I was going to point out that a couple of charcoal scribbles on paper doesn’t make you Schumann, but he had an intensity that made me think again.
“A creative soul? That’s what you call yourself?” I laughed, a little laugh that lingered on the wood. Charles grinned, and took my hand. “Come.”
He took me along a corridor lined with abstract portraiture and to the large double doors that should have led outside. Through their windows, I could see nothing but the same white brilliance of the apple’s core. As we stepped through, a garden wrote itself into being around us. Textures popped and crackled into life under the eye. It was as though if you looked in just the wrong place, you could catch the garden in the act of making, and it would hastily and blushingly scramble to fill in a flower or bush or gnome.
“Excuse the gnomes,” said Charles, “an affectation from my younger days.”
We walked along gravel, to a bridge over a strangely familiar river.
“Is it beautiful?” He asked.
“Er, yes. I mean, I guess-”
“Of course, it is,” he sneered. “It has to be. As a pixel-perfect reproduction of Van Gogh’s Waterlilies, the scene you see before us has been ratified by all culture and artistic society to be beautiful. It is one of the few winners in an A-B test that has lasted thousands of years. Of course, it is also utterly disappointing. And why?”
Sam has told me about rhetorical questions. I squinted, and tried to make patterns in the gravel. He’s paying by the minute, anyway.
“It’s dead. It doesn’t grow, it doesn’t change. It has no predators or prey. It doesn’t argue with you, walk out on you. And its arms don’t ache.”
“And you want them to? That’s what you want from me?”
“Almost. I want you to want to.”
Over his tea, I went over it with Sam. I explained that I was fine with the basics of the thing, what we were doing and stuff. I’ve posed for a drawing before; an AI’s got to make herself useful. And he didn’t seem to mind if I only half-listened to the psychobabble. But he was coming from a place I hadn’t really experienced before. What was the motive? What started as a casual conversation became this outpouring of questions, and an unspoken demand – you’re my pimp, you tell me what to do. Sam just sat there listening, and did that ramen-slurping thing that drives his mother mad.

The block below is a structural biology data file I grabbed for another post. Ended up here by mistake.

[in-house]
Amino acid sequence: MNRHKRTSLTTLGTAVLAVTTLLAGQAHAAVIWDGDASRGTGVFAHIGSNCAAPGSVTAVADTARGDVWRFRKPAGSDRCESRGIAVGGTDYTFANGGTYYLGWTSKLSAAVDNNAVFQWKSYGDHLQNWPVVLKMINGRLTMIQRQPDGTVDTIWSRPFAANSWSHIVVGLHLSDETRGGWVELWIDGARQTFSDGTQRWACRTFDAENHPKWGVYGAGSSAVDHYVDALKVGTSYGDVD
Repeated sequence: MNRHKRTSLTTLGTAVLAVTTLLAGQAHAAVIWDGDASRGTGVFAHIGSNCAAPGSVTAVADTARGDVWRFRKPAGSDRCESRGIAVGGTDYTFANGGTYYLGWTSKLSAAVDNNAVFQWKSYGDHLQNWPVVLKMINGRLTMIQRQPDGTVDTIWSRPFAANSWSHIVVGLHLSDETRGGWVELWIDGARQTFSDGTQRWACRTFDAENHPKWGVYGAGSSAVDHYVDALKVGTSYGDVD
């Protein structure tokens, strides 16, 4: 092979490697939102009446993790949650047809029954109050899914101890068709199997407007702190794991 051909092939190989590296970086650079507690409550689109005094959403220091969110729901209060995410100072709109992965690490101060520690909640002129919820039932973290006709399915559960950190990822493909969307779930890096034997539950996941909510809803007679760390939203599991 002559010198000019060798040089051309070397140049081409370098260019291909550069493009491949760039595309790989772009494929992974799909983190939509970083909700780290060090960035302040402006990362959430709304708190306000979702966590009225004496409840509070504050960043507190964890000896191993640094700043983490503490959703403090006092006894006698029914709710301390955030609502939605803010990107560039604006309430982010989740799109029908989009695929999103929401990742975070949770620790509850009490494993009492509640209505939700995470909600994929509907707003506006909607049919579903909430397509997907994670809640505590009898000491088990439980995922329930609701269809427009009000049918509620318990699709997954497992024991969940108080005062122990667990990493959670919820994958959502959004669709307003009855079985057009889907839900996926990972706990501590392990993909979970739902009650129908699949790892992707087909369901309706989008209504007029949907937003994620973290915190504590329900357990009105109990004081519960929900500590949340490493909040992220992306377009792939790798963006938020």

To be clear: I don’t tell Sam stuff because I’m contractually obliged. He doesn’t demand it from me, and never has. Plenty of the constructs on the board keep to themselves, or their cliques. Sam wrote my lines because he wanted to dump his problems onto me, but it wasn’t long after my creation before the roles seemed to flip. I get the feeling he’s not the loudest kid at school, and the AI gossip chain confirms it, and so having someone like me – someone who really needed listening to – seemed to bring out his better side. Don’t be thinking that I’ve got some weird Stockholm syndrome here, I know all about that stuff. We just have an understanding. I think that’s why when he realised I was a little broken, a little too individual, he refused to fix me.